Review of Photographic Exhibits on Social Justice
Jorge Carlos Alvarez Díaz
Part 1 – Exhibit at Berry Baker Library
Photography has the power to provoke reflections and modify perceptions in those who attend an exhibition, especially if the social theme of human migration is involved at the heart of the artistic exhibition.
The Department of Spanish and Portuguese of Dartmouth College has organized a series of presentations, exhibitions and debates under the title “Undestanding Social Justice, Approaching and Embracing Diversity”. Below is a detail of what happened in the university community during the artistic exhibitions presented by Jorge Carlos Alvarez.
The first event took place in the Baker library aisles – the central library of the university campus in Hanover – specifically in what is known as the brick wall. A wide space that has the virtue of being a busy corridor daily for students, teachers, employees and visitors.
At 4:00 p.m. on April 24, the inaugural event began under the presentation of Jill E. Baron, Librarian of Romance Languages and Latin American Studies. Also there was María Clara De Greiff Spanish teacher and director of the student residence “La Casa”, accompanied by the professors of the Department of Spanish and Portuguese.
The inaugural speech began with the gratitude to the attending public, collaborators and sponsors. A brief tour around the photographer’s curricular trajectory was made, and the text “Photography as an antidote” was read, where the guest artist expressed his reflection on migration as an indomitable force of the universe. The vision of photography as a tool to show the humanity of migrant faces, hoping to awaken an empathy that helps to dispel social prejudices in the observer public within the US territory.
“Look at me in the eyes! Face to Face with People on the Other Side of the Wall “is a conciliatory proposal to discover the humanity behind the eyes of people who travel the streets of Mexico and Central America in our days.
After reading the text, which was rightly carried out in an emotional way by two university students of “La Casa”, a dialogue was opened with the photographer in a dynamic of questions and answers. It was remarkable the great amount of the questions and especially the interest of the audience to deepen in the concepts of migration that the artist connected with the photographic portraits. Images described by the author as spontaneous and realistic, without editing tricks or resources of a professional study.
Once the microphone was off, the dialogue between those who were present was far from over, and the photographer had the opportunity to talk in English and Spanish, individually, with the audience. It was a moment of richness for the exchange of experiences and knowledge, where the opportunity was taken to approach the photographs and share the stories that were printed there.
The exhibition also relied on a projection of images displayed on a high definition screen that was located a short distance from the wall where the photos hung, and it should be mentioned that a notebook was placed in the exhibition to receive comments and opinions from the audience. The notebook says: “What do you observe? Can you describe the migration in three words? ”
The first presentation culminated successfully thanks to an enthusiastic audience that showed their gratitude to the event until the last moment.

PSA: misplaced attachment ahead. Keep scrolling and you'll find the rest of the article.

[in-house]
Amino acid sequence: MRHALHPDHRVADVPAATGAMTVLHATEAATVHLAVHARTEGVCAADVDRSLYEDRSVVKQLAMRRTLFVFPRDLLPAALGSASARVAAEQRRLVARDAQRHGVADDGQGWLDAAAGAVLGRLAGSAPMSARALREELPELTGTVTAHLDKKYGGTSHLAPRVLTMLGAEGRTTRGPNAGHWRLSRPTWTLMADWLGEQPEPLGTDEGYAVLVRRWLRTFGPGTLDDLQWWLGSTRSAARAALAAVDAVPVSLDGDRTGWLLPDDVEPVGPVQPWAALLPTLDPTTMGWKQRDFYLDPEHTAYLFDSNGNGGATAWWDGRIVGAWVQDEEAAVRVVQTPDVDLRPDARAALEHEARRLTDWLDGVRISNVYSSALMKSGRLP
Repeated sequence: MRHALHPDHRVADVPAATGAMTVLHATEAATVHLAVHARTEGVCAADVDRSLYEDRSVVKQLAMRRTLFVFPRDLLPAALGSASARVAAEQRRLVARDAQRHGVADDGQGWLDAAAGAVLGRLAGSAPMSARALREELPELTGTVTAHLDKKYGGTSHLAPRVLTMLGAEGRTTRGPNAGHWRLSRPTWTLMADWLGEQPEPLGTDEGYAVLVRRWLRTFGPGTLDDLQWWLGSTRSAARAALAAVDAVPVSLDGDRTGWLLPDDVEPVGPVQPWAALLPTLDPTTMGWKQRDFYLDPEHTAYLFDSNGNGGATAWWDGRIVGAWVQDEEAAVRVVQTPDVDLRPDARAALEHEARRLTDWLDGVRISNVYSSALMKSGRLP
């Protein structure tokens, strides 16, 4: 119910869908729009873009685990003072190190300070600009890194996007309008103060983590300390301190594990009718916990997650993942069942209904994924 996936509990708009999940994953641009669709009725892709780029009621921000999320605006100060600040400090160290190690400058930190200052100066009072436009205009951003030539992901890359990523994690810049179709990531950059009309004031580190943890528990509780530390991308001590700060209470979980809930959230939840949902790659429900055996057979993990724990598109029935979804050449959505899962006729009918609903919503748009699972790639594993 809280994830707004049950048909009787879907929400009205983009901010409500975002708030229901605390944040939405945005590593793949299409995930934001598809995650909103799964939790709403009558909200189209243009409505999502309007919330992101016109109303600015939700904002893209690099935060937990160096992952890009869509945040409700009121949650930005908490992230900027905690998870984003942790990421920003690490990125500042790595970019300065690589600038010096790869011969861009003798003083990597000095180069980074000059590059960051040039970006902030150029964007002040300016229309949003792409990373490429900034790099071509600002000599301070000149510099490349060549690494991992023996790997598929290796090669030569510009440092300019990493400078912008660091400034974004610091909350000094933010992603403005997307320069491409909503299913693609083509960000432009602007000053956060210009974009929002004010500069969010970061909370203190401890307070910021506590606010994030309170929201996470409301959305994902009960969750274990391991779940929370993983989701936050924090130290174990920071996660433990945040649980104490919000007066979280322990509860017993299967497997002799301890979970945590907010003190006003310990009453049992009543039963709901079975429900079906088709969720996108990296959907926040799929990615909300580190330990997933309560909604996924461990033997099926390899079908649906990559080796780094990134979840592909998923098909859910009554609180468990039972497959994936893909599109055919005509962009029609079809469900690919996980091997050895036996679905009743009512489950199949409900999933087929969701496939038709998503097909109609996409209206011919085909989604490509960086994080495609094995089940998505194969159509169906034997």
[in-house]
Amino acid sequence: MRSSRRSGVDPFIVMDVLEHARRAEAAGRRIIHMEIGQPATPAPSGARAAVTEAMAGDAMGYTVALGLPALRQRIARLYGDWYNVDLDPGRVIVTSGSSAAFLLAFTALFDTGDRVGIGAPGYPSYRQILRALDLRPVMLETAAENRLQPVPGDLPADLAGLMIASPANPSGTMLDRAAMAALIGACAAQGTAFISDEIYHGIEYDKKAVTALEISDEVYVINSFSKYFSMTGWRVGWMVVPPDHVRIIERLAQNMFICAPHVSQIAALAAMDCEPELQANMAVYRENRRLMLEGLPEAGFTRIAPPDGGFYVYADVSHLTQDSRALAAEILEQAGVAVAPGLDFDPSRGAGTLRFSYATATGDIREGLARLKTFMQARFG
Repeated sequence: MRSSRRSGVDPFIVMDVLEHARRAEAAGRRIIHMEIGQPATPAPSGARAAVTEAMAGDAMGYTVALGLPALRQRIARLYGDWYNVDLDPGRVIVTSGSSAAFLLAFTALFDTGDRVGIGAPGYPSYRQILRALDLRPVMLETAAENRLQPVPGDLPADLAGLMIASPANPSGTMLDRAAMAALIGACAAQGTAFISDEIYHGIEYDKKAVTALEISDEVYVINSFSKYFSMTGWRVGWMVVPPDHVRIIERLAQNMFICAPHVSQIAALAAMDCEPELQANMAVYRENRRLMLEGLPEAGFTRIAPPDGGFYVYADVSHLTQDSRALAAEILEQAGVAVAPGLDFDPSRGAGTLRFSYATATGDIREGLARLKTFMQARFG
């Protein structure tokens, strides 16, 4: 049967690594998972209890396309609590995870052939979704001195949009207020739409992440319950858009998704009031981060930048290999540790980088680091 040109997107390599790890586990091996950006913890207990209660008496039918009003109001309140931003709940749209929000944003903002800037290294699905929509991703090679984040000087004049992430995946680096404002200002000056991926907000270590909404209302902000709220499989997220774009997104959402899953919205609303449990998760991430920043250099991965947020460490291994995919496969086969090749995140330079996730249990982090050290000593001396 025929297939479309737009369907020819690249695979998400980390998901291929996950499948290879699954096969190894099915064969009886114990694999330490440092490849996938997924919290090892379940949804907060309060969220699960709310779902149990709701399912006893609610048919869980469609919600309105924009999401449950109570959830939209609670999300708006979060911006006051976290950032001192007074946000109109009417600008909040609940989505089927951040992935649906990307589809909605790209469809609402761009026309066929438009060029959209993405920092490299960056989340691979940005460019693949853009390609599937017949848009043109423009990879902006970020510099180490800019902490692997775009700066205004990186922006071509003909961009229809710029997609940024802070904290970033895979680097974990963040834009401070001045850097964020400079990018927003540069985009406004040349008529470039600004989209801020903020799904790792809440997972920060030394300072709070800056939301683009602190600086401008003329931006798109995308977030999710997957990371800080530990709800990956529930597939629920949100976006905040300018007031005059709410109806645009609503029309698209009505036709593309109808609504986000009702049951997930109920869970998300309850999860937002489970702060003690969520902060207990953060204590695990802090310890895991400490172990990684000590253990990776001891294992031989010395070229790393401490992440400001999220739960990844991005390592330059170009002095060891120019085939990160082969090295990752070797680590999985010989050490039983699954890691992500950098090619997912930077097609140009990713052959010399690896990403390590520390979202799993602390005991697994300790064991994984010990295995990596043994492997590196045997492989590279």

Part 2 – Exhibit at the Black Family Visual Arts Center
The second event was held at the “Black Family Visual Arts Center” on April 27 at 6:00 p.m. An exhibition that occupied the four walls of the so-called “Student Gallery”, located near the entrance to the auditorium, where a couple of hours before, a valuable documentary would be exhibited that involved a theme around university migration.
The documentary “Change The Subject” is a film project made by students and teachers of Dartmouth College, who question and take action to change the terminology “Illegal Alien” in the libraries of the country. A derogatory and segregatory terminology that is important to question in universities.
The photographic exhibition of Jorge Carlos Alvarez in this venue focused on art, had the opportunity to present images in large formats and this greatly favored the impact of his artistic work in front of the audience. When presented in a space dedicated to the arts, the exhibition received the eyes of professors and students who inhabit the visual center, who came to share experiences and expert opinions with the author.
The event also had a projection of images and complementary texts on a wall of the gallery and in the environment background music from Mexican folklore was heard.
During the opening of the exhibition, the attendees of the photographic exhibition were able to actively converse with the artist, where the great interest of the university community in social picture photography in Mexico was confirmed, opening the opportunity to reflect on the issue of migration.
The two exhibitions will be open until the last day of May 2019, and it is the wish of the photographer, as well as that of the organizers in the library and the Department of Spanish and Portuguese, that this photographic exhibition be shown in other universities and open spaces to the culture, taking advantage that the material will be available to be able to be mounted in any scenario as an “itinerant exhibition”.
We live critical moment in the decision making towards the regulations and migratory processes in the whole world. Humanity has migrated since the beginning of time and it is important to open spaces for modern societies to deeply understand this transcendental topic. It is important to take steps in the direction of a better future, where social justice reigns.